The Calorimetric Electron Telescope (CALET) is scheduled to be launched to the ISS before October of this year and will measure the energy and direction distribution of electron+positron cosmic rays well into the TeV range during a 5-year mission. With a 1: 105 proton rejection rate and an energy resolution of 2%, it is capable of detecting even small features in the spectrum. Combining the measurement of the total electron and positron flux by CALET with the positron fraction data from the AMS-02 experiment, it will be possible to significantly constrain models of Dark Matter annihilating in the galactic halo. Assuming the positron excess is caused by an astrophysical single power law source emitting an equal amount of electrons and positrons, the expected Dark Matter limits for 5-yr are presented, based on simulated data for CALET together with the recent positron fraction of AMS-02. These predictions are compared to limits derived with the same procedure using current experimental data. While this power law source explaining the positron excess could be a single nearby pulsar, the large number of pulsars discovered by radio and X-ray telescopes makes an overlapping spectrum from several strongly contributing sources likely. Based on a numerical cosmic ray propagation simulation, the cosmic-ray spectra from nearby pulsar wind nebulae have been calculated and the expected capability of CALET to discern the multiple overlapping spectra, with parameters chosen to explain the observed cosmic ray excess, from the single power law spectrum of one pulsar is shown.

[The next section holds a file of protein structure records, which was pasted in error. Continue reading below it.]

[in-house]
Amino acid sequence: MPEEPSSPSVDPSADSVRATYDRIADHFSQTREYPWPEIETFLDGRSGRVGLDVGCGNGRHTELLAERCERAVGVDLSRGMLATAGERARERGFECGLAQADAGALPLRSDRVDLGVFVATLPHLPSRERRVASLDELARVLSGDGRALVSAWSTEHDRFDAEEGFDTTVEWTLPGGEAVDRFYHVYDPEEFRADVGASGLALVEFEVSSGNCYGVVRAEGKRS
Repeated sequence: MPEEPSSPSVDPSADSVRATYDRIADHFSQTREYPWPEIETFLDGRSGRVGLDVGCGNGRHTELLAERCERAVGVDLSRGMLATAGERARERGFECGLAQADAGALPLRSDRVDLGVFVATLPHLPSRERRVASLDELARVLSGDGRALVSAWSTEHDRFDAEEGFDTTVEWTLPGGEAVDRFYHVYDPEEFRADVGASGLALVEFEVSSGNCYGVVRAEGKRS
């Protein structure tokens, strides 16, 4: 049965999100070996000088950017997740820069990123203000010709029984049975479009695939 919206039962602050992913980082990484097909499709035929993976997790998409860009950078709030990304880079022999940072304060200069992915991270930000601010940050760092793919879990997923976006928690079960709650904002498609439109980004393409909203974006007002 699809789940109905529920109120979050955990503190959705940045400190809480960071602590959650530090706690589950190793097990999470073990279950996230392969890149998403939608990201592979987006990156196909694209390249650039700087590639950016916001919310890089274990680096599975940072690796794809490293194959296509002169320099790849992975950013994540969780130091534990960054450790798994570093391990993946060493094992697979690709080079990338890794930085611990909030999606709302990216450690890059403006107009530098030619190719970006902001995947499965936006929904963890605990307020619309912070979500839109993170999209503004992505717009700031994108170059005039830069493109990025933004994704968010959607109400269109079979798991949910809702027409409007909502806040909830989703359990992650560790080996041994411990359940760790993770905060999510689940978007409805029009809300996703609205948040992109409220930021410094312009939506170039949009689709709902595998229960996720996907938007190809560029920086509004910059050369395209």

|Publication status||Published - 2015|
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